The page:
“… It’s true,” the reporter’s voice went on, “that none of these journalists has, as yet, gone beyond mere words, to offer any concrete proposals. Only Monsieur Jules Machefer, editor in chief of La Pensée Nationale, has, in fact, come forward with a serious suggestion. I quote: ‘Unless the government orders the army to take all possible steps to prevent this landing, it’s the duty of every citizen with any feeling for his culture, his race, his religion and traditions, not to think twice, but to take up arms himself. Even Paris, our own beloved Paris, has already been besieged by the henchmen of the invader. My offices have been ransacked by bands of mindless thugs, among them the vilest dregs of the capital’s foreign populations. My newsboys have been harassed, day in day out, chased through the streets by groups of extremists, without the police even lifting a finger, and before the very eyes of an unconcerned public. Under such conditions, I have no choice but to suspend publication of La Pensée Nationale until better days. But I’m not going to give up the fight. I’m just changing my style. Peace-loving old man that I am, I serve notice nonetheless, here and now, that I’m going to be waiting down south, hunting rifle in hand, to welcome those threadbare legions of the Antichrist. And I hope that a lot of you will join me!’ End of quote …”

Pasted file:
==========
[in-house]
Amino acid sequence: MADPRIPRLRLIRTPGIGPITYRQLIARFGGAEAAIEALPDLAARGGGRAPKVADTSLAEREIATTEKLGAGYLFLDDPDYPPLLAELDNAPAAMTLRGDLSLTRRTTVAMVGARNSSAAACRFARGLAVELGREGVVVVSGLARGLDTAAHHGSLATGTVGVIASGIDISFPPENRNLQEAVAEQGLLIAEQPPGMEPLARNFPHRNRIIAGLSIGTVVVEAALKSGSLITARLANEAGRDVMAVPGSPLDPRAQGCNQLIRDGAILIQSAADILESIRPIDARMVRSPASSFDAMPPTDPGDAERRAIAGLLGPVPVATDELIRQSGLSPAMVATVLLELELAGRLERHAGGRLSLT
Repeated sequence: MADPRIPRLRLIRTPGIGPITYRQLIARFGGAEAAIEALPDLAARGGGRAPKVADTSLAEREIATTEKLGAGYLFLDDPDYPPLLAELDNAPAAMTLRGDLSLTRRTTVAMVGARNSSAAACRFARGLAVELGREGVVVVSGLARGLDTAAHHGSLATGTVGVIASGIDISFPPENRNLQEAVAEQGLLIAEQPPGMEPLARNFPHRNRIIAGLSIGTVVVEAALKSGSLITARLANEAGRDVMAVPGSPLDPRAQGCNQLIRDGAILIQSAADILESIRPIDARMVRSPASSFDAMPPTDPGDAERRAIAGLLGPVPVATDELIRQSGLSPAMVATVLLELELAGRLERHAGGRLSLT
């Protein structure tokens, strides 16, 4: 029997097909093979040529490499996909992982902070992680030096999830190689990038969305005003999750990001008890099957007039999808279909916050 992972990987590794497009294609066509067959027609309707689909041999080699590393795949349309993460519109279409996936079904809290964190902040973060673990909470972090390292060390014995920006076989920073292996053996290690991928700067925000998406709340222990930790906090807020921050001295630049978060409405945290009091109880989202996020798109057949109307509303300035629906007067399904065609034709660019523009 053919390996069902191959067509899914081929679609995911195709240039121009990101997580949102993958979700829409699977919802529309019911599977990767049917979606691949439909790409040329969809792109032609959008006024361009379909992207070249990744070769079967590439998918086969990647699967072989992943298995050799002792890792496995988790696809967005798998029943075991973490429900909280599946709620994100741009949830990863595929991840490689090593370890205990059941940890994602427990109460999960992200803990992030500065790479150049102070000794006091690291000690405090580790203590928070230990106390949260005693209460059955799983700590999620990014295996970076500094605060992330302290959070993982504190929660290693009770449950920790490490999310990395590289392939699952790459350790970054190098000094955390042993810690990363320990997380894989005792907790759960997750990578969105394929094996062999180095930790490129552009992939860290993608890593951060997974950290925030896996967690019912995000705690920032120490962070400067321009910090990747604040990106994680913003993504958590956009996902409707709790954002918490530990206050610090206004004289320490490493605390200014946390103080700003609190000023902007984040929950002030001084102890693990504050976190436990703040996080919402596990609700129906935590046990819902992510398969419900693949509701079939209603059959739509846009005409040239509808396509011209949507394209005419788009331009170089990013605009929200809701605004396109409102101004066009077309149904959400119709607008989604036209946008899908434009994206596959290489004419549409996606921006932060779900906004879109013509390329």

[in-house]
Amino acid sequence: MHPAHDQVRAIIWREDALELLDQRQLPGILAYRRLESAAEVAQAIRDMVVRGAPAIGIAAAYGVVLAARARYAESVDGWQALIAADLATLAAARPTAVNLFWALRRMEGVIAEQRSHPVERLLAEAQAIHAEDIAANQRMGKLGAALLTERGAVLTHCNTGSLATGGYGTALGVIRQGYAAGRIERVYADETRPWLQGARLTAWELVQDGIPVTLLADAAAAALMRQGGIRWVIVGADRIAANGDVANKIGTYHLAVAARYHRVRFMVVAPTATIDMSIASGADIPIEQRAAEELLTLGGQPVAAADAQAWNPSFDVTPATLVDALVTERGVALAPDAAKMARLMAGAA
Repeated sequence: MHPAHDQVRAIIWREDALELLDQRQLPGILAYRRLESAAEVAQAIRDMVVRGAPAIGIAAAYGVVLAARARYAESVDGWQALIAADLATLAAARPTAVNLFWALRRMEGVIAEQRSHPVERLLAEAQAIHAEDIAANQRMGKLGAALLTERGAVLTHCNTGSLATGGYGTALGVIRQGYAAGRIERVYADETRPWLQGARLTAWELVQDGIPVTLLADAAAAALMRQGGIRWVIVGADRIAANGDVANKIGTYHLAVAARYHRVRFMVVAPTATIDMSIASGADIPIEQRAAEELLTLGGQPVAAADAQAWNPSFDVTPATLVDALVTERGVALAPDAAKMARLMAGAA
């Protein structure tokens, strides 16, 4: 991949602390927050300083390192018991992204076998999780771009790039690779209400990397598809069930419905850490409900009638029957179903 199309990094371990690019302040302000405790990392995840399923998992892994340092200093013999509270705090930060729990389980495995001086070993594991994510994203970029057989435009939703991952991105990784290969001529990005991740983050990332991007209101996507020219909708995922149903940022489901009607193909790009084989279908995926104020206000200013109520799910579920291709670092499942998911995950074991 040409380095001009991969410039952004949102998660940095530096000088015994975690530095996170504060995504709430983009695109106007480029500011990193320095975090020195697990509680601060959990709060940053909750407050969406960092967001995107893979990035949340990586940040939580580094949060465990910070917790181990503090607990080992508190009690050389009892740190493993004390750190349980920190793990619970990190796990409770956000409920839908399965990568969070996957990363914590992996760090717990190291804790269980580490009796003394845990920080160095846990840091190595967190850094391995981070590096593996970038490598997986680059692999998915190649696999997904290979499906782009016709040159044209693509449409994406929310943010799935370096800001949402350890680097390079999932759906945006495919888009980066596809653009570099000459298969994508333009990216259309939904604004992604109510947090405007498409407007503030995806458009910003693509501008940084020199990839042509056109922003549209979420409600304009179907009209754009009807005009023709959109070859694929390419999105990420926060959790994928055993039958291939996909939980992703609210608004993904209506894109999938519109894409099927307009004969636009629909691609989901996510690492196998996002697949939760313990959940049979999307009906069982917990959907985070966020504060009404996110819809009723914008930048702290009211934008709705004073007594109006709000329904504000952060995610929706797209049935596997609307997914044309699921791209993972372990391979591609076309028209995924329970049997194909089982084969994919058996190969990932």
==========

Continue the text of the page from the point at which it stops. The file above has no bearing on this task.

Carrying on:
“They’ve finally gotten to him,” the President murmured. “Well what’s the difference … ‘Before the very eyes of an unconcerned public …‘ Thin air. Thin air …”
“… In another development,” the voice continued, “Vatican sources have just released to the media, no more than ten minutes ago, a statement by His Holiness, Pope Benedict XVI, the official text of which reads as follows. I quote: ‘On this Good Friday, day of hope for Christians the world over, we beseech our brethren in Jesus Christ to open their hearts, souls, and worldly wealth to all these poor unfortunates whom God has sent knocking at our doors. There is no road save charity for a Christian to follow. And charity is no vain word. Nor can it be divided, or meted out little by little. It is all, or it is nothing. Now, at last, the hour is upon us. The hour when all of us must cast aside that halfway spirit that has long caused our faith to founder. The hour when all of us must answer the call of that universal love for which Our Lord died on the cross, and in whose name He rose from the dead.’ End of quote … It has also been learned that His Holiness has ordered all objects of value still contained in the palaces and museums of the Vatican to be placed on immediate sale, with the proceeds going entirely to aid and settle the Ganges refugees once they have landed. … This concludes our eight o’clock summary of the news. Our next bulletin in fifteen minutes …”